What Are Sprouted Seeds Anyway?

Sprouted Red Quinoa Salad

When eating healthy, there comes a moment when we learn a particular food we’ve been obsessively loving is better consumed in moderation. In the plant-based community, this conversation typically centers around nuts, beans, seeds, and grains.

 The concern is based on the notion that nuts, grains, and most of these seeds are difficult for our bodies to break down, making it hard on our digestive system when over-consumed. They can make holes in the small intestine, which creates chaos for the immune system, leading to a slew of unpredictable autoimmune symptoms.

Thankfully, there is a way to prepare these foods that not only breaks down and leaches out most of these compounds, like phytic acid and tannins, but also increases the bioavailability of nutrients for healthy digestion. Enter – Sprouting! Or soaking, fermenting, germinating… Whichever you would like to call it.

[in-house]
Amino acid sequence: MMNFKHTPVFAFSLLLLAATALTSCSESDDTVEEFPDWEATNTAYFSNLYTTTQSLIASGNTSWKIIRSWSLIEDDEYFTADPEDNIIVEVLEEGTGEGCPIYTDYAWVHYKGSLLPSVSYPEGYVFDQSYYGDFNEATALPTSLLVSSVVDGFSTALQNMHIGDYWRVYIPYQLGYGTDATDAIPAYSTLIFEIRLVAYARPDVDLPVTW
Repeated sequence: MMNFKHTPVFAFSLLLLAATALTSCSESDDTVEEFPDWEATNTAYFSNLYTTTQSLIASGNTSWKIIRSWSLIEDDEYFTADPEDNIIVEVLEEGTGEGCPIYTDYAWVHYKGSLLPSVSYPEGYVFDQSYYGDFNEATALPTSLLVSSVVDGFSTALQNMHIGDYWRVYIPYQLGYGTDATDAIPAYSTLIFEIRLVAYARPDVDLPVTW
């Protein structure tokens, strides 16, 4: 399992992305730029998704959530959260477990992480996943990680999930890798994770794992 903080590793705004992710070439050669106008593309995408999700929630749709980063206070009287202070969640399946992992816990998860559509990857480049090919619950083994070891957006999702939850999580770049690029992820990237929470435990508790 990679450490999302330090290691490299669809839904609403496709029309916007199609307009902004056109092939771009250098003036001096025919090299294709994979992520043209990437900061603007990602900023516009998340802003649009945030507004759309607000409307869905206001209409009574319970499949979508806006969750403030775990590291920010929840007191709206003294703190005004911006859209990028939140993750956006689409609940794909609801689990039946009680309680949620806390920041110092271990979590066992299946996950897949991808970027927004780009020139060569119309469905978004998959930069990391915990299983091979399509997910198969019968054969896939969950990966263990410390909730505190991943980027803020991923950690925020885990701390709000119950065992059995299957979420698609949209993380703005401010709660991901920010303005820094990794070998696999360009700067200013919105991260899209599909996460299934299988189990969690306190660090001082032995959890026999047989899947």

Through sprouting, these foods are tricked into thinking it’s time to germinate. Germinating raises the nutritional profile in a multitude of ways because the seed softens and starts getting ready to flourish into a plant. The seeds begin to produce more enzymes and protein, activate additional vitamins and minerals, and leach out starches. Sprouting also makes these foods alkaline-forming.

With all this said, while it is wise to stay informed about the beneficial/harmful nature of foods, keep in mind that the bigger picture is simply about balance. As long as we are enjoying a variety of colorful, whole plants with happiness, that is most important.

Seeds, nuts, legumes, & grains can all be sprouted. If you’re ready to learn how to sprout some seeds, follow the link below to get started!

Share this post

Leave a Comment

Your email address will not be published. Required fields are marked *